Music & Film Industry Challenged On IP
The film and music industries have been taken to task by a new digital rights alliance who have dubbed their latest moves as "hijacking serious crime legislation in Europe" to try and undermine human rights...
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The challenge stems from a letter issued to all MEPs on 23rd November by music industry body the Creative and Media Business Alliance (CMBA), in which they lobbied to co-opt the EU Data Retention legislation currently being debated by the European Parliament.
The newly-formed UK digital rights organisation the Open Rights Group (ORG) joined with other civil liberties groups across Europe to condemn this "lobbying against human rights", and called on the Alliance's members - which include Sony BMG, Warner Music, Disney, and EMI - to retract their demands.
As ORG explain, the Data Retention draft framework was originally proposed by the UK, Sweden, Ireland and France for "the prevention, investigation, detection and prosecution of serious criminal offences such as terrorism and organised crime" by forcing telecommunications and internet service providers to retain 'traffic data' - information about your telephone calls and web browsing activities.
IP prosecution at the taxpayers expense?
The CMBA demanded that this data be made available for the prosecution of any crime, such as copyright infringement, and not just serious organised crime and terrorism. British MEP Bill Newton Dunn has already suggested an amendment to widen the scope of the legislation in this way. Taken with the upcoming IPRED2 legislation which creates new, Europe-wide criminal offences for intellectual property infringement, this would let the music industry pursue prosecutions through the criminal court entirely at the cost of the taxpayer.
Both the Data Retention and IPRED2 directives are being "fast-tracked" through the EU by short-circuiting normal legislative processes and allowing for only one reading in the European Parliament, instead of the normal two. According to ORG, sources from within the Parliamentary system indicate that some MEPs are unaware that the usual democratic process is being bypassed. Because of the tight timetable, MEPs will be put in the difficult position of having only a couple of days to assess the Data Retention proposal before the final vote on 13 December.
Financial burden on telcos may be passed to the consumer
"The passing of the Data Retention directive would be a disaster not just for civil liberties and human rights in Europe", said Open Rights Group director Suw Charman, "it would also put a substantial financial burden on telcos and ISPs which would be passed on to the consumer either in the form of raised bills or through government subsidies funded by the taxpayer."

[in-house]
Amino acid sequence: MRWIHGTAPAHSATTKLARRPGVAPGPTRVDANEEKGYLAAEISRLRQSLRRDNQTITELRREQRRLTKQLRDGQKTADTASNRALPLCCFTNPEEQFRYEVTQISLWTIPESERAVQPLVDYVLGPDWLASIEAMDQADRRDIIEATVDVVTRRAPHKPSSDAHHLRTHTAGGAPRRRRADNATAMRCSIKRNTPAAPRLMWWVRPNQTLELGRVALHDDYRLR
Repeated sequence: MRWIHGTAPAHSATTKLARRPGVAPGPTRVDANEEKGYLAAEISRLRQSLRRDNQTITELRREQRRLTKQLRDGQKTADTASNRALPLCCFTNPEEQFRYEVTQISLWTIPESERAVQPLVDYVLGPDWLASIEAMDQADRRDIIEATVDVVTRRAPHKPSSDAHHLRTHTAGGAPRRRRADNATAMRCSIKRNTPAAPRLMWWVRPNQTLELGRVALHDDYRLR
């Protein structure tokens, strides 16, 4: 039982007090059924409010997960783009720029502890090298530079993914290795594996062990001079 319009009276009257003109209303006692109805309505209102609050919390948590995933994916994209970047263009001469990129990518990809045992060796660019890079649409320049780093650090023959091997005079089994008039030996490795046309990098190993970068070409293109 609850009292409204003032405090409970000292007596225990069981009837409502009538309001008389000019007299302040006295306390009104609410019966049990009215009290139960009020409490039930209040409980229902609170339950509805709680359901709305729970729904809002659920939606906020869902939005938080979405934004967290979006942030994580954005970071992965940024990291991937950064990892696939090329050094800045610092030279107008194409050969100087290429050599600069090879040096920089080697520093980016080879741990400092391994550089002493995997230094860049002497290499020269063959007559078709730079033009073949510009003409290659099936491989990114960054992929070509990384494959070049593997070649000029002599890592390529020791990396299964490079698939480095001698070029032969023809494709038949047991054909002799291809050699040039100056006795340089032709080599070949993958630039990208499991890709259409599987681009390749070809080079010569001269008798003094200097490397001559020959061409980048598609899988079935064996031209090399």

If the CMBA is successful, the situation will be exacerbated by an increased number of demands for access to the retained data as more cases are to court by the music and IP industries. If British record labels set up prosecution production lines like their American counterparts, the system could crumble under the strain, hampering any reasonable and legitimate enquiries into genuine terrorist or serious crime activity.
Opponents highlight human rights implications of the proposed legal change
Civil liberties groups such as Privacy International and European Digital Rights (EDRi) have been campaigning against data retention. Ian Brown, of the Open Rights Group, said: "The British government claimed that Data Retention was essential in the fight against terrorism and serious crime, but it has now become clear that groups with commercial interests have their eye on the same data. Charles Clarke cannot continue to pretend that this legislation has been drafted purely for reasons of national security."
Gus Hosein, Senior Fellow at Privacy International, said: "The EU has been claiming that data retention was some urgent policy response to terrorist attacks. But they are carefully drafting this legislation to ensure that it can be used for all purposes under the sun. Ironically, the EU seems to be going at it alone: even the U.S. Bush Administration is not proposing such a ludicrous policy, despite the strong lobbying by Hollywood."
Sjoera Nas, Board Member of EDRi and Co-Director of Bits of Freedom, this afternoon presented a petition against Data Retention to MEPs: "Tomorrow morning there is a crucial vote on Data Retention by the LIBE Committee. We have just given a petition with 58,000 signatures to the Chairman of the Committee, and to MEPs from the Green Party, the Christian Democrats and the Social Democrats. We hope that it will be tabled at the LIBE meeting tomorrow, to point out that 58,000 Europeans have protested against Data Retention.
"Last minute negotiations with representatives of the European Council have lead to what we feared the worst - a draconian directive that flies in the face of our recommendations. We can only hope that the European Parliament will come to its senses and realise that they cannot turn Europe into a surveillance society overnight without throwing away all human rights."
About the Open Rights Group:
The Open Rights Group is a new digital rights campaigning group based in London. It aims to increase awareness of digital rights issues, help foster grassroots activity and to preserve and extend civil liberties in the digital age. For more information, contact Suw Charman, Executive Director, Open Rights Group: www.openrightsgroup.org or email email@example.com Sjoera Nas (EDRi and Bits of Freedom): firstname.lastname@example.org or Gus Hosein (Privacy International): email@example.com